Device capabilities

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build 906

Device capabilities description

BenchMe lists some significant device capabilities along with the bencmark chart. The features which are supported by the analyzed device are highlighted in black.

Device capabilities

S.M.A.R.T. - a technology that allows to monitor a device state and in some cases predict a failure based on the observed data. Most modern devices support S.M.A.R.T. technology.

48-bit address (LBA48) - a technology that allows a device to handle 48-bit sector addresses. Using the technology it is possible to produce IDE/ATA/ATAPI disks larger than 137.4 GB. All modern disks support LBA48.

Host Protected Area (HPA) - a hidden area on a hard disk which is invisible and inaccessible to an operating system. Hardware vendors may use HPA to store a copy of OS installation which is used to restore system in case of failure.

Device Configuration Overlay (DCO) - a disk capability to hide a part of disk space from an operating system, BIOS, and user, similar to HPA. It is used to set exactly the same size for different hard disks, useful in RAIDs. When HPA and DCO are used simultaneously, disk size limitation set by DCO takes precedence.

Automatic Acoustic Management (AAM) - a disk capability to reduce the noise produced by a disk during its work at the expense of the disk performance. AAM works by reducing speed of head movements. This affects access time, but not linear read speed.

Advanced Power Management (APM) - inidcates device support for power-saving functions, like a hard drive spinning down when it is not in use.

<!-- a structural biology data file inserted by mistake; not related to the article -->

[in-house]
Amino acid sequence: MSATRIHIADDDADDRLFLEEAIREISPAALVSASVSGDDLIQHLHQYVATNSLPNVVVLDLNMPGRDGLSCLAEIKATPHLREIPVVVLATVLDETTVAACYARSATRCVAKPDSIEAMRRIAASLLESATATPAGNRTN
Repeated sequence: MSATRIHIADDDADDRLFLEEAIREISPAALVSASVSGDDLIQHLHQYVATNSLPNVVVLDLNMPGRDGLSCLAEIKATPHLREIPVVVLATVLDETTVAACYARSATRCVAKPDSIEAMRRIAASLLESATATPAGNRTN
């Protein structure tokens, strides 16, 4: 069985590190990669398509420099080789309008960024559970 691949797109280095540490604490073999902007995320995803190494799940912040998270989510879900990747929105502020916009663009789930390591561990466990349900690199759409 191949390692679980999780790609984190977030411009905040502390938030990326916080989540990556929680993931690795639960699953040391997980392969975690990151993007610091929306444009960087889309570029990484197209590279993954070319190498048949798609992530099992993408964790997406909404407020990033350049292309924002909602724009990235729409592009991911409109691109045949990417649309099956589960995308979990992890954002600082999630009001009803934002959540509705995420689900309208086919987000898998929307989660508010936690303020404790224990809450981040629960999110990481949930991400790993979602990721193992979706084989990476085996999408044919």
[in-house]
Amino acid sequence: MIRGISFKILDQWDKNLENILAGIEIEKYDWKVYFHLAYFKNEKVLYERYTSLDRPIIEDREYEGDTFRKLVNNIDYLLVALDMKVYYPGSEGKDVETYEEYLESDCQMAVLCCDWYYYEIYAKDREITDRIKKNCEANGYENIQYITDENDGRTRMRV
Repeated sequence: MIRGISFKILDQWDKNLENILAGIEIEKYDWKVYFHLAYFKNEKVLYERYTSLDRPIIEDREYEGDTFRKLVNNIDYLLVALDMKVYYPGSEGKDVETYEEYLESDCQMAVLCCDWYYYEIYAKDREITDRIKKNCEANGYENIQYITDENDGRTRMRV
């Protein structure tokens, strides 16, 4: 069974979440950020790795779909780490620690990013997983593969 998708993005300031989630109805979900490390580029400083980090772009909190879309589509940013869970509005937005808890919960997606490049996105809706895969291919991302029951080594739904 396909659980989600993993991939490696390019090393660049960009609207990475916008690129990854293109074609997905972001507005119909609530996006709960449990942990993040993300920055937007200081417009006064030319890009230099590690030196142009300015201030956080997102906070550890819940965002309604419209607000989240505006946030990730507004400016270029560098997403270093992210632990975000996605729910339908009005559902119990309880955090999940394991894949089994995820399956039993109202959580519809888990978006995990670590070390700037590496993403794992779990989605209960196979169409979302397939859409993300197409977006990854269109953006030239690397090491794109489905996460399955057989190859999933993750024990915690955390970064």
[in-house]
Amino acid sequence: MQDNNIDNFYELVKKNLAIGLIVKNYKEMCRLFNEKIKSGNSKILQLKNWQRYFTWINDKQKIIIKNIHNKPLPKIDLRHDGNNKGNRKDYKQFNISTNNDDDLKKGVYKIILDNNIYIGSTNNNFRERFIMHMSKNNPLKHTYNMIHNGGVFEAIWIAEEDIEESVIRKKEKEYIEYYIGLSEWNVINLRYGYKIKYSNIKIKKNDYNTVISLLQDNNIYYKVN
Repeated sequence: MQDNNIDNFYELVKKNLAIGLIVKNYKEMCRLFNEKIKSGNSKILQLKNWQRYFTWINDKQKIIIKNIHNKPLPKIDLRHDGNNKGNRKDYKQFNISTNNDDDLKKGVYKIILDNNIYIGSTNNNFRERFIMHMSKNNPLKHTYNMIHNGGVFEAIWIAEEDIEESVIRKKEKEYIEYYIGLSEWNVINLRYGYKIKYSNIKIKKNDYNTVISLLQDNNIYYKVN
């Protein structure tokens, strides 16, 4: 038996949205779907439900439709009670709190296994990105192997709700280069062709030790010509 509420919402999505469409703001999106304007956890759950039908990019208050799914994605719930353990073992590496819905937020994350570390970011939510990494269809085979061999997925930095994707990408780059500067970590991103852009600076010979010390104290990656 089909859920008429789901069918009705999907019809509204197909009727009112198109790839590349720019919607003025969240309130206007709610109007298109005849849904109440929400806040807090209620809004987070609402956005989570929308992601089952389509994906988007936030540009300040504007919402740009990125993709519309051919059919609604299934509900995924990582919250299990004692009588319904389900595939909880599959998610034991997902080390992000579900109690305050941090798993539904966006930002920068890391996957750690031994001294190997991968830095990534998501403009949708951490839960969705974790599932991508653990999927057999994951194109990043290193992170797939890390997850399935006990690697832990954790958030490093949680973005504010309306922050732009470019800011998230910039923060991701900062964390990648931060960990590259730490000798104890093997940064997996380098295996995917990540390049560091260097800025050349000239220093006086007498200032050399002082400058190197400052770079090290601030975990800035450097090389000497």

Power-up in standby (PUIS) or power management 2 mode (PM2) - a capability of a SATA or PATA disk not to spin up automatically when power is on. Spinning up only takes place only when a disk is accessed. PUIS allows a RAID controller to spin the disks up in turn rather than all at once to decrease peak load on a power supply. Power consumption at start-up is high; therefore, it is better to spin up the disks one by one rather than all at once. This is sometimes called staggered start or staggered spin-up.

Native Command Queuing (NCQ) - a capability of a SATA disk to reorder requested read/write operations to improve performance.

Tagged Queuing (TCQ) - very similar to NCQ but used for SCSI and some ATA/100 disks. Also note that algorithms of reordering requests in TCQ and NCQ are slightly different.

Free Fall Control (FFC) - a capability of a hard drive to determine that it is falling down and to park the head away from the platter. Typically used in the laptop disks to decrease the probability of disk damage and data loss in case a laptop falls.

Trusted Computing - indicates that a storage device supports a set of commands to facilitate secure and tamperproof data transfer and storage.

TRIM - a special command which allows an operating system to tell a device that certain data blocks are not used anymore and therefore can be erased. This applies only to solid state drives (SSD) and allows to speed up the subsequent writes.

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